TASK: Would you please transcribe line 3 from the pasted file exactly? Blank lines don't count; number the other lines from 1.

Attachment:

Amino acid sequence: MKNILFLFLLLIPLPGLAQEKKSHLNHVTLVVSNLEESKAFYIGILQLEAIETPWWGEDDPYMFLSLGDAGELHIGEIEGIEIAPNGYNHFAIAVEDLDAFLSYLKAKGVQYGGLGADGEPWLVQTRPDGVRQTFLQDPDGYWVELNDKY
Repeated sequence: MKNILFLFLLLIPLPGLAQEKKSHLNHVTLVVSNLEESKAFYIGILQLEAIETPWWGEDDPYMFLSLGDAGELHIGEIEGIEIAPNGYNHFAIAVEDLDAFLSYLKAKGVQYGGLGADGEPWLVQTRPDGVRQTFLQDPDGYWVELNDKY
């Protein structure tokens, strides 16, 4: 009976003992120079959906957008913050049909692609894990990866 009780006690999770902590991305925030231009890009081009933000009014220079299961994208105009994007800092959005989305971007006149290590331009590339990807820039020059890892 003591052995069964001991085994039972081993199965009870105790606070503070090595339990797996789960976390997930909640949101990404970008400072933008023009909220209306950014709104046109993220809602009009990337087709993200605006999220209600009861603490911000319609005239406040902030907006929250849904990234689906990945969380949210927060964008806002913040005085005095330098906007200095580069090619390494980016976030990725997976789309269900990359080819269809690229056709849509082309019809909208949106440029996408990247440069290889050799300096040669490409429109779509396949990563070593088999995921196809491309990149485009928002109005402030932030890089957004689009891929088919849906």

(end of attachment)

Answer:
């Protein structure tokens, strides 16, 4: 009976003992120079959906957008913050049909692609894990990866 009780006690999770902590991305925030231009890009081009933000009014220079299961994208105009994007800092959005989305971007006149290590331009590339990807820039020059890892 003591052995069964001991085994039972081993199965009870105790606070503070090595339990797996789960976390997930909640949101990404970008400072933008023009909220209306950014709104046109993220809602009009990337087709993200605006999220209600009861603490911000319609005239406040902030907006929250849904990234689906990945969380949210927060964008806002913040005085005095330098906007200095580069090619390494980016976030990725997976789309269900990359080819269809690229056709849509082309019809909208949106440029996408990247440069290889050799300096040669490409429109779509396949990563070593088999995921196809491309990149485009928002109005402030932030890089957004689009891929088919849906």